13th April 1916
My dear Cyril
We have been much interested in the letters we have had from you written on your journey out and telling us of your various experiences; your last one to me was dated March 7th & 8th. I hope long before this that you have been receiving home letters again, it must seem so long to be without any news. The 13th Division has very soon been set to work again, we see they were used for taking those two first entrenchments of the Turks. I do hope you came through unharmed and will continue to do so in the further fighting that must take place before General Townshend’s force can be relieved. We hear poor Harold Allsebrook has been wounded in his first fight, they heard two days but know no particulars yet, the telegram said “seriously”, but I hope it may not be too bad and that he will get on all right. Dick New has been home on leave, his division seem to have gone to France. I think Father told you last week that Arthur had had a week’s leave, it was very nice to see him though it was only a 24 hours’ visit. He was looking fairly well and very pleased to be able to see his wife and child and his home people again; of course he was delighted with little Dorothy and though her quite a fine specimen. I think Mela was feeling better when she last wrote to us, I hope the rest and air of Folkestone are doing her good.
I am not a satisfactory person at present, Arthur didn’t like the look of me and asked Dr Leslie to come and see me again. My heart is weak again and I am not to do any walking at present. Father is making enquiries about a Bath chair, meanwhile we have borrowed the old one from the Vicarage and I have been out three times in it. I am spending a great deal of my time in bed again which is very annoying and disappointing and every morning and evening have to do some wonderful exercises for strengthening the heart. Ethel came home on Monday, having stopped a few days at Sydenham on her way and so was able to meet Arthur in town. Father has gone to a Masonic meeting this evening, the first he has attended for a good while. He is getting on a bit with his rose-pruning now that the weather is a bit better. Juliet is very busy at the minute doing a three-hour Greek paper to send up to Miss Fletcher to correct, one of those from the last Matric exam. Kathleen will be home tomorrow and will help her do some mathematics I think. I hope she may manage to get through the exam, but she does not feel too confident.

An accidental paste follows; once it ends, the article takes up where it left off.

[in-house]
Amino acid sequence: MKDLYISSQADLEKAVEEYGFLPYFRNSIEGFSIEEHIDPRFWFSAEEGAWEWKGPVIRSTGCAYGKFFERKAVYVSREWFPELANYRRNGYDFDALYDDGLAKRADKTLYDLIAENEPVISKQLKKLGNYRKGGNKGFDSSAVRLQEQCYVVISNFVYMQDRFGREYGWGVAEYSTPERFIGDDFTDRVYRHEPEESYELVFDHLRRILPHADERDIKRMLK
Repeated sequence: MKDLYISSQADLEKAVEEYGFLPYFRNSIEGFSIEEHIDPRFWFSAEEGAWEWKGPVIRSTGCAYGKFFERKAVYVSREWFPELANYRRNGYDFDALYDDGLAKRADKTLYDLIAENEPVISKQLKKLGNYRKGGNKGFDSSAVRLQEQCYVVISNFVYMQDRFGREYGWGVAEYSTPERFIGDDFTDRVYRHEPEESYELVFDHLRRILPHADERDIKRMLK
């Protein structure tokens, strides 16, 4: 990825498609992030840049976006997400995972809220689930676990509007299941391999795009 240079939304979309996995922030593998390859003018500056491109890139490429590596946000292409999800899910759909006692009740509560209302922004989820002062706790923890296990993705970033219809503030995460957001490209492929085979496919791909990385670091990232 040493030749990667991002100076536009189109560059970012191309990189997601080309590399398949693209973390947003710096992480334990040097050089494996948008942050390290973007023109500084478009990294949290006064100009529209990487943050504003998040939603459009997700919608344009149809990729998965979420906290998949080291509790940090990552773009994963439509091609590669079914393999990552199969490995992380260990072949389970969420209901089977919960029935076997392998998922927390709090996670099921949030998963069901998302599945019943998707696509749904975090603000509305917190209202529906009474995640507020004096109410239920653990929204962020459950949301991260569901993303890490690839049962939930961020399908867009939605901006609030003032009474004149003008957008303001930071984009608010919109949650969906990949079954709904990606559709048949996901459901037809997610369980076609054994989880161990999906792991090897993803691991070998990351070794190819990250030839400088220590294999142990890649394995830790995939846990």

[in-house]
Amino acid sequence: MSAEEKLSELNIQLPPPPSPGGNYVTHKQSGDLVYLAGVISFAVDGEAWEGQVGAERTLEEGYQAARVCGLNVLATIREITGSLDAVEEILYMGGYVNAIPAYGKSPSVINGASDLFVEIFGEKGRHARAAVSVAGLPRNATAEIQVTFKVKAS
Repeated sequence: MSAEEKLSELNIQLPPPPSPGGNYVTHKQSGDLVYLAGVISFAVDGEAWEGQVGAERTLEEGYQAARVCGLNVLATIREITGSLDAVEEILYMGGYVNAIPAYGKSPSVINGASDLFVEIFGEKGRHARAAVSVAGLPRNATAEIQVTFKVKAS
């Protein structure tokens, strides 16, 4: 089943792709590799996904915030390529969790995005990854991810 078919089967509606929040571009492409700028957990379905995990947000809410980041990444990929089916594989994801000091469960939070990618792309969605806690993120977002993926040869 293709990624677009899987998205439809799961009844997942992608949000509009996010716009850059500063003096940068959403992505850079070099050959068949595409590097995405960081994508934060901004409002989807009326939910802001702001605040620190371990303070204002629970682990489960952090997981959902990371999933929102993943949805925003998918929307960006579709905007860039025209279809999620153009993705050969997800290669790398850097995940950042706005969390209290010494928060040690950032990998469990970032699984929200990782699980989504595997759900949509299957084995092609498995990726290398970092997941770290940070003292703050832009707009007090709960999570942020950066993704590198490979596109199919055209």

I was just writing this sheet when a telegram arrived from the War Office telling us that you have again been wounded, poor old Boy, we are all feeling so sorry for you, though in a way we are almost relieved to think that for the present you will be out of further danger and one can see that there must be some very stiff fighting before there can by any chance of General Townshend’s force being relieved. We all hope your wound is not severe and that you will get on as well as you did last year. I wonder what hospital you will be sent to. I do hope you have been receiving mails all right the last two or three weeks. We have sent word to Mela about you, poor girl she will be rather upset, you may perhaps be able to send us a wire through the Casley Telegraph; I hope so as it will be a long time before we get anything more from the War Office.
I pray God you may get on well my dear, dear Son and be preserved from any more hard, God bless you.
Your loving Mother
Eugénie N Sladden